Is Osteoporosis a Disability?

Osteoporosis can become so severe that it becomes a disabling condition. In many cases, osteoporosis is also linked to other disabling medical conditions. In combination with other medical problems, or by itself, it may become impossible to continue working.

The Social Security Administration (SSA) does not consider osteoporosis a disability by itself, but if it can be proved that the osteoporosis has caused other medical conditions which are listed in the Blue Book then it may qualify for a disability benefit.

A typical medical problem related to osteoporosis is broken bones which are due to the bones becoming increasingly brittle. Other medical conditions which may develop as a result of osteoporosis include kidney disease, parathyroid disorders and autoimmune disorders. Each of these medical conditions is listed separately in the SSA’s Blue Book. A thorough examination of the Blue Book criteria under each listing may help to establish that osteoporosis is a disability.

An important criterion for recognizing osteoporosis and related conditions as a disability is for the applicant to prove that they are unable to continue working for at least the next 12 months because of their medical condition.

SSA examiners will look at the medical evidence presented, including how the medical conditions developed, how they were diagnosed, what treatment was given and the effects of treatment as well as evidence that the combination of symptoms had become too severe to allow the continuation of gainful employment. In some cases, it may be sensible to undergo a residual functional capacity (RFC) assessment by your doctor, which establishes what tasks you are physically able to do and not do. Even if the criteria in the Blue Book cannot be matched, you may still qualify for a medical-vocational allowance.

Multiple Medical Problems

Many people who apply for disability benefits have multiple concurrent conditions that all contribute to their inability to work.

If you can’t meet the Blue Book requirements for one condition you may meet the Blue Book listing requirements for another condition and you may be able to get approved for disability benefits for that condition instead.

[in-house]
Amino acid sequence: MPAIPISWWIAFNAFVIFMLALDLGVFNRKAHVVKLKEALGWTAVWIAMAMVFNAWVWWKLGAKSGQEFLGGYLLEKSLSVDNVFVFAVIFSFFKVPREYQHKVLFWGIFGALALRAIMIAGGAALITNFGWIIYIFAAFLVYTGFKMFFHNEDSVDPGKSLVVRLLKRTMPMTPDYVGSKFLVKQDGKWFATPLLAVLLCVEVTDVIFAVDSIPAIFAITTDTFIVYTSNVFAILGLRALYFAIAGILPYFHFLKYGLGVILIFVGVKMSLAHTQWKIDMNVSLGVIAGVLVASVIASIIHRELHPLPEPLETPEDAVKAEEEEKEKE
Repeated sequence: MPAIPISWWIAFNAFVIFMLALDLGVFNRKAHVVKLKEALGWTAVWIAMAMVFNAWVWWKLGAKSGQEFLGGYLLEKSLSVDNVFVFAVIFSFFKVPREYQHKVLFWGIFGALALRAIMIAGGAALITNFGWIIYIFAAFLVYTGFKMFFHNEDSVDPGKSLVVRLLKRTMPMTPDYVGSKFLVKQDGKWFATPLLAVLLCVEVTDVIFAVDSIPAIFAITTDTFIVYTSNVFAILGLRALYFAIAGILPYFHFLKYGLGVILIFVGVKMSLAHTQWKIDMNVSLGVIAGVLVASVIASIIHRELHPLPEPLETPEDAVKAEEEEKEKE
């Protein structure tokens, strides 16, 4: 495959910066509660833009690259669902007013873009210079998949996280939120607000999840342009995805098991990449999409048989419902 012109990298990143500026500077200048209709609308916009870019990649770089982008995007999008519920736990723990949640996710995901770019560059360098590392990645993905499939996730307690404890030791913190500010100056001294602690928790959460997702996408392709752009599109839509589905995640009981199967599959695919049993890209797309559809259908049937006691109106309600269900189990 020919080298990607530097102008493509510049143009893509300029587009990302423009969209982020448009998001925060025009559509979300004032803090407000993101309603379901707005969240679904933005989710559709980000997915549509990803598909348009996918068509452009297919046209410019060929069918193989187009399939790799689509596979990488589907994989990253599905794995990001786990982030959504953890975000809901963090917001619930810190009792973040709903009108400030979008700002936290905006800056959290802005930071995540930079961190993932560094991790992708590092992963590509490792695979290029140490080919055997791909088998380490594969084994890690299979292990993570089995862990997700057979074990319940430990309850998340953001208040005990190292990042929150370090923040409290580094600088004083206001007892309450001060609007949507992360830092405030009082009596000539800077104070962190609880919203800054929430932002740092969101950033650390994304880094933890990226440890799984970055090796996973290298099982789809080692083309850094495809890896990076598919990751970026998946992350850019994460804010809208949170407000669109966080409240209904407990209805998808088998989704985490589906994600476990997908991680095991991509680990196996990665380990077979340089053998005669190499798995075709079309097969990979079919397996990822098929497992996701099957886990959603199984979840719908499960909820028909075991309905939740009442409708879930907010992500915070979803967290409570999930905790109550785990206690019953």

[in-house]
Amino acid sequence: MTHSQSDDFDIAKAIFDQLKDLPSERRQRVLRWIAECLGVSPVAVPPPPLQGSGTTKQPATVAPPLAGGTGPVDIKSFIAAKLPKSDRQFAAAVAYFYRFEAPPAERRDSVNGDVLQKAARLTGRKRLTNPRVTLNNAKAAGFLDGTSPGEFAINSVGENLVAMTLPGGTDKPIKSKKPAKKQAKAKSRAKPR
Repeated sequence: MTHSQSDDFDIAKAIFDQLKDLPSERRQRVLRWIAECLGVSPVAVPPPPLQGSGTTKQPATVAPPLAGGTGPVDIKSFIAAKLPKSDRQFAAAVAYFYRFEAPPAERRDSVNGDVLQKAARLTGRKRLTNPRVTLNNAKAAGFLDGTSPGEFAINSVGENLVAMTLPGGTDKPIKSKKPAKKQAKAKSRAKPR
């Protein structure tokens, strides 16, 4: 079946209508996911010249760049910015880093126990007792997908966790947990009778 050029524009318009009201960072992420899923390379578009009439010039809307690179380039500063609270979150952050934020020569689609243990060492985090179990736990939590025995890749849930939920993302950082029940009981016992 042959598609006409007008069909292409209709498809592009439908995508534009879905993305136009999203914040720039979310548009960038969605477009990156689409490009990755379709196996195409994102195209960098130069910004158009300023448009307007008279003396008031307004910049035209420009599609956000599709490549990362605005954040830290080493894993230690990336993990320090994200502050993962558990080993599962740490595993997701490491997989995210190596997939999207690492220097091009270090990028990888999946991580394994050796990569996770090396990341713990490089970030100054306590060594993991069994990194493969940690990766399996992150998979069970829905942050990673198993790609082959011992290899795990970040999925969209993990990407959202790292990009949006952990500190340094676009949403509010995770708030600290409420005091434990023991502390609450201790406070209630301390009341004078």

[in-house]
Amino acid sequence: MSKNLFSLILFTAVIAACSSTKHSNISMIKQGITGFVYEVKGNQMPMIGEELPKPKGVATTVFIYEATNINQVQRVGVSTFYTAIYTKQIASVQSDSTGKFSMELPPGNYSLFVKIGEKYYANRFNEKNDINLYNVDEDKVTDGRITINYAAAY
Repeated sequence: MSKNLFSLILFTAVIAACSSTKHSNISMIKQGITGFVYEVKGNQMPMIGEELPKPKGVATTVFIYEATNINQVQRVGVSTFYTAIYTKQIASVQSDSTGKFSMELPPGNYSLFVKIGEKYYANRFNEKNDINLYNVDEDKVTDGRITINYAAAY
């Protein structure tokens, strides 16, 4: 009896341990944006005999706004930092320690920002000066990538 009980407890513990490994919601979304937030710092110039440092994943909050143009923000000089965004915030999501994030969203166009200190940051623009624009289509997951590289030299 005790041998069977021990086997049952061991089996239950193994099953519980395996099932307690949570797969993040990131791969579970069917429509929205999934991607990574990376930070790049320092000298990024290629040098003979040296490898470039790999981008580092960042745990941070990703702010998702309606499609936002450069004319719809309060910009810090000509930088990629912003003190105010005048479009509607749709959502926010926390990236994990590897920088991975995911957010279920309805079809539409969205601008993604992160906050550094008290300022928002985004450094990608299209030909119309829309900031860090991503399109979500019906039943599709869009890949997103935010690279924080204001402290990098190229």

People who have osteoporosis may qualify for disability benefits under the Blue Book listings for broken bones in the upper body or broken bones in the lower body since broken bones are often a result of osteoporosis.

Someone with osteoporosis also may suffer from kidney or thyroid problems and can qualify for disability benefits by meeting the listings for those conditions.

Having multiple medical conditions increases your chances of approval for disability benefits because there are more ways that you can qualify.

However, you will need to have medical documentation for each condition and you will need to meet the Blue Book listing requirements for one condition in order to possibly be approved for disability benefits.

How a Lawyer Can Help You

The process of submitting a claim for Social Security disability benefits can be confusing, especially if you have multiple medical conditions. A disability lawyer that has experience in Social Security disability cases can give you guidance for filling out the claim forms.

The lawyer can also help you assemble your medical documentation, give you advice, and answer your questions about the claim forms.

Even if you are genuinely disabled, you risk being denied the first time you apply. Over half of all disability claims are denied in the beginning. To improve your chances of a successful claim, you should look into hiring a Social Security attorney or advocate. Both professionals understand SSA expectations: they can help you prepare your paperwork correctly and assemble all required documentation, so that you aren’t denied because your package was inaccurate or incomplete.

Should your first application be rejected, your attorney or advocate will help you appeal the denial and represent you in court. Statistics confirm that when you have professional representation at this hearing, you stand a greater chance of winning your appeal, so don’t hesitate to seek out support to help you get the disability benefits you need.